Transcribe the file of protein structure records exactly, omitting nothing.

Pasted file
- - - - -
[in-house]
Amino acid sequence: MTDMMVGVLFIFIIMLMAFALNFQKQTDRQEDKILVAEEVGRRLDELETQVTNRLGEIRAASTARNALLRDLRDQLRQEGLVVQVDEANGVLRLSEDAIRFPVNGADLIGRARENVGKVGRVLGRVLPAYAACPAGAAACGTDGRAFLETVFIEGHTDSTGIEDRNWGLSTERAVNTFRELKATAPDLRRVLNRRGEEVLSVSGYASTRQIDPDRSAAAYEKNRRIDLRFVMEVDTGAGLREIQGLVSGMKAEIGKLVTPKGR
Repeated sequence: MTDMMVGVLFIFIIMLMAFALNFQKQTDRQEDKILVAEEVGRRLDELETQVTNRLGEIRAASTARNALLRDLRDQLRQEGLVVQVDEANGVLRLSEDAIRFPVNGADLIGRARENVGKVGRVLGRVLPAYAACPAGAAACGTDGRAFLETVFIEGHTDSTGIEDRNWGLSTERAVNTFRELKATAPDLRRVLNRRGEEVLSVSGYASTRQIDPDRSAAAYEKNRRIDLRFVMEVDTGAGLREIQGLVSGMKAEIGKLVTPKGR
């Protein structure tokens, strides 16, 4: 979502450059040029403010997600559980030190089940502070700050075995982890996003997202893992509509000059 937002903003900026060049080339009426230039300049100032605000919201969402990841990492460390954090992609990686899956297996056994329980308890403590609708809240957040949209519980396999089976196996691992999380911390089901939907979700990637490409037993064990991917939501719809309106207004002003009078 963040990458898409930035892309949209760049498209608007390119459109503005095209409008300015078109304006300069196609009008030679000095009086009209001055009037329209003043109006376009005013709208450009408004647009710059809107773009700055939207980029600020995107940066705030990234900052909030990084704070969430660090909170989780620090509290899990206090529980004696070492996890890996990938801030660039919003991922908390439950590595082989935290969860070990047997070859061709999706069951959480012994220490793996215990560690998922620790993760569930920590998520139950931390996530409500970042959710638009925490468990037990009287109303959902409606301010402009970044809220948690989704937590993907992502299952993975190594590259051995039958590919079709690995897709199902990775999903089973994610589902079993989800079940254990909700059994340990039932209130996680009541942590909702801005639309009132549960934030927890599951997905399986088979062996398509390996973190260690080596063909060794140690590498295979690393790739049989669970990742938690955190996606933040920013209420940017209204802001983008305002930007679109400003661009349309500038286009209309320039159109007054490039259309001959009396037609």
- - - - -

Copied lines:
[in-house]
Amino acid sequence: MTDMMVGVLFIFIIMLMAFALNFQKQTDRQEDKILVAEEVGRRLDELETQVTNRLGEIRAASTARNALLRDLRDQLRQEGLVVQVDEANGVLRLSEDAIRFPVNGADLIGRARENVGKVGRVLGRVLPAYAACPAGAAACGTDGRAFLETVFIEGHTDSTGIEDRNWGLSTERAVNTFRELKATAPDLRRVLNRRGEEVLSVSGYASTRQIDPDRSAAAYEKNRRIDLRFVMEVDTGAGLREIQGLVSGMKAEIGKLVTPKGR
Repeated sequence: MTDMMVGVLFIFIIMLMAFALNFQKQTDRQEDKILVAEEVGRRLDELETQVTNRLGEIRAASTARNALLRDLRDQLRQEGLVVQVDEANGVLRLSEDAIRFPVNGADLIGRARENVGKVGRVLGRVLPAYAACPAGAAACGTDGRAFLETVFIEGHTDSTGIEDRNWGLSTERAVNTFRELKATAPDLRRVLNRRGEEVLSVSGYASTRQIDPDRSAAAYEKNRRIDLRFVMEVDTGAGLREIQGLVSGMKAEIGKLVTPKGR
């Protein structure tokens, strides 16, 4: 979502450059040029403010997600559980030190089940502070700050075995982890996003997202893992509509000059 937002903003900026060049080339009426230039300049100032605000919201969402990841990492460390954090992609990686899956297996056994329980308890403590609708809240957040949209519980396999089976196996691992999380911390089901939907979700990637490409037993064990991917939501719809309106207004002003009078 963040990458898409930035892309949209760049498209608007390119459109503005095209409008300015078109304006300069196609009008030679000095009086009209001055009037329209003043109006376009005013709208450009408004647009710059809107773009700055939207980029600020995107940066705030990234900052909030990084704070969430660090909170989780620090509290899990206090529980004696070492996890890996990938801030660039919003991922908390439950590595082989935290969860070990047997070859061709999706069951959480012994220490793996215990560690998922620790993760569930920590998520139950931390996530409500970042959710638009925490468990037990009287109303959902409606301010402009970044809220948690989704937590993907992502299952993975190594590259051995039958590919079709690995897709199902990775999903089973994610589902079993989800079940254990909700059994340990039932209130996680009541942590909702801005639309009132549960934030927890599951997905399986088979062996398509390996973190260690080596063909060794140690590498295979690393790739049989669970990742938690955190996606933040920013209420940017209204802001983008305002930007679109400003661009349309500038286009209309320039159109007054490039259309001959009396037609």